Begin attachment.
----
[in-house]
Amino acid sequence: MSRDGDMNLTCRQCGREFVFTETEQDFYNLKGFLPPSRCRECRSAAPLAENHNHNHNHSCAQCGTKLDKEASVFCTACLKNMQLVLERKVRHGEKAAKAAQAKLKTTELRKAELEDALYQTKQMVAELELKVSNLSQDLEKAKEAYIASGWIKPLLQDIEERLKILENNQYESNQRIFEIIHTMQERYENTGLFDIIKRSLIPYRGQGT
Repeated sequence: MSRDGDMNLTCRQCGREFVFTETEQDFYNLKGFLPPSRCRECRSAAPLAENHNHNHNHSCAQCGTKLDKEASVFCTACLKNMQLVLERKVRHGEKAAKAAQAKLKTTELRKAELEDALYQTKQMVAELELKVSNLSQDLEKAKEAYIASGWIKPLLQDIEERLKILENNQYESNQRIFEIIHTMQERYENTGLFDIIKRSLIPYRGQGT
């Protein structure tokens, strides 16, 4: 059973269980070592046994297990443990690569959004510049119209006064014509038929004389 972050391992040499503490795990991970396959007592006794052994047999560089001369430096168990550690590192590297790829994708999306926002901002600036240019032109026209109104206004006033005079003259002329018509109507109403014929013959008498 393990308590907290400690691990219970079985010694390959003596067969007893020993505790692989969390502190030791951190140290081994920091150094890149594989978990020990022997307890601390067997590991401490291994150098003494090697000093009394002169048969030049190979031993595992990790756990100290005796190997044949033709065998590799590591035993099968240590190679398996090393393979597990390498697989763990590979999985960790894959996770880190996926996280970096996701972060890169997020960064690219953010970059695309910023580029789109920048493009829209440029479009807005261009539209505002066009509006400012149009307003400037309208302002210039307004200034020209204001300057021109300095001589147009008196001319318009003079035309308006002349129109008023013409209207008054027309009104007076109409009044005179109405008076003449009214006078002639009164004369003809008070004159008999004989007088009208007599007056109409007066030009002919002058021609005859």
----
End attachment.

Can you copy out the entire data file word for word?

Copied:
[in-house]
Amino acid sequence: MSRDGDMNLTCRQCGREFVFTETEQDFYNLKGFLPPSRCRECRSAAPLAENHNHNHNHSCAQCGTKLDKEASVFCTACLKNMQLVLERKVRHGEKAAKAAQAKLKTTELRKAELEDALYQTKQMVAELELKVSNLSQDLEKAKEAYIASGWIKPLLQDIEERLKILENNQYESNQRIFEIIHTMQERYENTGLFDIIKRSLIPYRGQGT
Repeated sequence: MSRDGDMNLTCRQCGREFVFTETEQDFYNLKGFLPPSRCRECRSAAPLAENHNHNHNHSCAQCGTKLDKEASVFCTACLKNMQLVLERKVRHGEKAAKAAQAKLKTTELRKAELEDALYQTKQMVAELELKVSNLSQDLEKAKEAYIASGWIKPLLQDIEERLKILENNQYESNQRIFEIIHTMQERYENTGLFDIIKRSLIPYRGQGT
């Protein structure tokens, strides 16, 4: 059973269980070592046994297990443990690569959004510049119209006064014509038929004389 972050391992040499503490795990991970396959007592006794052994047999560089001369430096168990550690590192590297790829994708999306926002901002600036240019032109026209109104206004006033005079003259002329018509109507109403014929013959008498 393990308590907290400690691990219970079985010694390959003596067969007893020993505790692989969390502190030791951190140290081994920091150094890149594989978990020990022997307890601390067997590991401490291994150098003494090697000093009394002169048969030049190979031993595992990790756990100290005796190997044949033709065998590799590591035993099968240590190679398996090393393979597990390498697989763990590979999985960790894959996770880190996926996280970096996701972060890169997020960064690219953010970059695309910023580029789109920048493009829209440029479009807005261009539209505002066009509006400012149009307003400037309208302002210039307004200034020209204001300057021109300095001589147009008196001319318009003079035309308006002349129109008023013409209207008054027309009104007076109409009044005179109405008076003449009214006078002639009164004369003809008070004159008999004989007088009208007599007056109409007066030009002919002058021609005859």